LLCs do have distinct disadvantages however. LLCs often have a limited life which is often not to exceed 30 years in many states. Some states require at least 2 members to form an LLC, and LLCs are not corporations and therefore do not have stock. As such they do not often have the benefits of stock ownership and sales. As such the firm will be unable to raise funds within the capital markets.

It should go without saying that no one entity or tax classification is right for any business. Two people running the same type of business might both correctly reach different conclusions on the best entity or tax classification for operating their business. The reason is simple: there are several important factors that must be considered and weighed. Some factors will be more important than others to different people. Also, as circumstances change (adding employees, expanding your business, seeking outside investors, and so on), consideration of these same factors may warrant or require choosing a different type of entity or tax classification. As such, much of this information was omitted from the case. However, making some general assumptions, the best tax entity is a relatively easy decision (DuBois, 1998).

First, the nature of the business is important in regards to the overall tax considerations. While most businesses may be permitted to choose either a corporation or an LLC, there may be some restrictions. For anyone who must be licensed to engage in a certain occupation, trade or profession, many states and licensing boards have specific requirements or restrictions on the type of entity a licensee may choose to practice his profession. In California, for example, most licensed persons are prohibited from operating through an LLC. They must choose either a Professional Corporation or regular business corporation (Cooke, 1950).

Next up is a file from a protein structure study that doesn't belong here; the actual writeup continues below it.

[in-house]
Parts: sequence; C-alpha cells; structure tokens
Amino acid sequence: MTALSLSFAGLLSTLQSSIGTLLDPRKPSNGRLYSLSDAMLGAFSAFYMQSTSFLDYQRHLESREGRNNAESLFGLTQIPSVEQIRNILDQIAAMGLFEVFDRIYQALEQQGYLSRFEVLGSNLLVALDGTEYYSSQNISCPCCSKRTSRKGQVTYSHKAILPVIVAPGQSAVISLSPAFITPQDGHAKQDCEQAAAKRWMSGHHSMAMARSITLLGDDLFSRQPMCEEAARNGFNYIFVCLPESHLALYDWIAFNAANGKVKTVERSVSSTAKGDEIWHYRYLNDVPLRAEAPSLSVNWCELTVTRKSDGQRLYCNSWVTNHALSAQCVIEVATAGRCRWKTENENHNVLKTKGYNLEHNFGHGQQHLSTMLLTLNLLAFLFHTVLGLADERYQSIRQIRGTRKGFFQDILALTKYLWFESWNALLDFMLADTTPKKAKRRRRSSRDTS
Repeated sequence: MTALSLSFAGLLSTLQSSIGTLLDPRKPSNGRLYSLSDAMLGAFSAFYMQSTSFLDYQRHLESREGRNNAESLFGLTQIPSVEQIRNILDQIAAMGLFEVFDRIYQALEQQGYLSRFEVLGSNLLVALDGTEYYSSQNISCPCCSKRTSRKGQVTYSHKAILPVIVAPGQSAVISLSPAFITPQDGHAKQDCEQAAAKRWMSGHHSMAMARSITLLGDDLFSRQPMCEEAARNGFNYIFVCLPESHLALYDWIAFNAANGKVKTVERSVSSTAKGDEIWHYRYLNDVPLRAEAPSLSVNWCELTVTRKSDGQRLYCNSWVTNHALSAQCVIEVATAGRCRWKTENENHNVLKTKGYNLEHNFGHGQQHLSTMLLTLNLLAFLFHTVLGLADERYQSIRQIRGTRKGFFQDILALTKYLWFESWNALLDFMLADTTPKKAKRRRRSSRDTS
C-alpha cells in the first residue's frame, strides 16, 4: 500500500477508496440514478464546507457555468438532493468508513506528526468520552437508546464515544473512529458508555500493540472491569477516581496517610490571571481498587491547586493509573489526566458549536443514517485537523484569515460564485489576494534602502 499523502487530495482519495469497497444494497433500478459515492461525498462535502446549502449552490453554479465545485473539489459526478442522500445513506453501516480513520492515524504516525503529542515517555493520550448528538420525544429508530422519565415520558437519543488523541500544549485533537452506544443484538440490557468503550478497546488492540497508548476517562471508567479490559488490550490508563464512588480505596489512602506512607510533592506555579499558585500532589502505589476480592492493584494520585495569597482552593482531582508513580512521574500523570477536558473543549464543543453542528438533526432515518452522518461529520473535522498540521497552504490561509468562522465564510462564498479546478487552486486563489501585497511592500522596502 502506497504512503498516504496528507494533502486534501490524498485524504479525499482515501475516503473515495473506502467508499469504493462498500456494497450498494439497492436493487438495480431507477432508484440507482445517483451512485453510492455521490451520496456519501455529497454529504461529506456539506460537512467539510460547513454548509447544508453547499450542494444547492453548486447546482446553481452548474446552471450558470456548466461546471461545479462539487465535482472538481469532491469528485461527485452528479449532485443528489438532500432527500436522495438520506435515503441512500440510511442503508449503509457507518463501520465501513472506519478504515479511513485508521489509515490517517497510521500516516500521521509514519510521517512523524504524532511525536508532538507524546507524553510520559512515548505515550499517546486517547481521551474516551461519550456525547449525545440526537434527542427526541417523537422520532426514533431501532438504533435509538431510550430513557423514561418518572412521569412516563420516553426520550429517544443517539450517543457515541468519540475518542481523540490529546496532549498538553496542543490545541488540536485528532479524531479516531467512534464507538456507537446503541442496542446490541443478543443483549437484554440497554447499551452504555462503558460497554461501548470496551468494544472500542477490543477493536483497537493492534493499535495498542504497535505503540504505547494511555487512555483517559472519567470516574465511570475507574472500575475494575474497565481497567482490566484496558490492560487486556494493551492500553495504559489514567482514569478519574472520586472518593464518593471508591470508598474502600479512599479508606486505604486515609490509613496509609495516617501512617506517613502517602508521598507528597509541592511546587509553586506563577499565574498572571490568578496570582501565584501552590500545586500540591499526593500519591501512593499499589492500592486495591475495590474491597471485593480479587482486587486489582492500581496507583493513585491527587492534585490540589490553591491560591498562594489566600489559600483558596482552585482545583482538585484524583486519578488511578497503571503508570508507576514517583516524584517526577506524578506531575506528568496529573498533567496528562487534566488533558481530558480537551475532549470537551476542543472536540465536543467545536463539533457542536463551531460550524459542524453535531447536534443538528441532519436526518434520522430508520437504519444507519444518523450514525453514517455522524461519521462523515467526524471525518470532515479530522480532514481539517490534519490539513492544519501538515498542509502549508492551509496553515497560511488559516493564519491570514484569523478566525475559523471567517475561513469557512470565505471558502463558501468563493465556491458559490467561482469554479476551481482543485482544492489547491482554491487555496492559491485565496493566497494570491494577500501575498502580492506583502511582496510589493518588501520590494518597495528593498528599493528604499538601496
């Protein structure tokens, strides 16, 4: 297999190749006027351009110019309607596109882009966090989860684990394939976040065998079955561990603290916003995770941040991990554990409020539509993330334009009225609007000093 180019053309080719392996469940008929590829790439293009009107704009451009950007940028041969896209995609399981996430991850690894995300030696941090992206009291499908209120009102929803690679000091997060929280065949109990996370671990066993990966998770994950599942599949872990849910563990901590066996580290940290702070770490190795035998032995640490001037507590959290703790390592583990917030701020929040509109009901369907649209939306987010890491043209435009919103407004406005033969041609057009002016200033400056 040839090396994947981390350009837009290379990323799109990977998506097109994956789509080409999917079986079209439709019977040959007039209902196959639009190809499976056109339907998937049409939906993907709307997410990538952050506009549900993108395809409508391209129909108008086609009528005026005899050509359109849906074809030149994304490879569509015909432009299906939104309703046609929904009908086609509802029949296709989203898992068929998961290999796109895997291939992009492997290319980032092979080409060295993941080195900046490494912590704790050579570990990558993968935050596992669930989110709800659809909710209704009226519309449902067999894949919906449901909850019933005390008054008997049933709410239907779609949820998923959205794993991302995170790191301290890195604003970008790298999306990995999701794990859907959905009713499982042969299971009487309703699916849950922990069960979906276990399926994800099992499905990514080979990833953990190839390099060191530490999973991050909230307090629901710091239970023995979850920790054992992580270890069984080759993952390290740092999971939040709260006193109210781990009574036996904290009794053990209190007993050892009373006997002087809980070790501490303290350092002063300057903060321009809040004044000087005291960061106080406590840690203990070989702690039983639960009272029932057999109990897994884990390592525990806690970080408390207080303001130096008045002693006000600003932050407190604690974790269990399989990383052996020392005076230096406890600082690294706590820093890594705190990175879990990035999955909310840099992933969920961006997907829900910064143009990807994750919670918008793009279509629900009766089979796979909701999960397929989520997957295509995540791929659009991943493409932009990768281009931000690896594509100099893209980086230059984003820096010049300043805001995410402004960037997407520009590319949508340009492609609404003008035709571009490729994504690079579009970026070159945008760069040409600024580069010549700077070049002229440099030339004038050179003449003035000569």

A corporation has a well-established, formal legal structure. Every state has very detailed and time-tested laws regulating all aspects of corporations. Every corporation (excluding nonprofits) is comprised of shareholders, directors and officers. A corporation does not offer much flexibility in how the business will be managed.

An LLC, on the other hand, is a relatively new type of business structure. State laws provide less regulation of an LLC, instead leaving it to the LLC's members to enter into an operating agreement (like a partnership agreement) as the governing document of the LLC. The operating agreement establishes the rights and responsibilities, powers and limitations, and other aspects of the relationship of the members and any managers.

An LLC structure may be managed by its members, much like a partnership, or it may be managed by one or more managers with the members being more passive investors, like a corporation. In short, an LLC offers greater flexibility in managing a business than a corporation.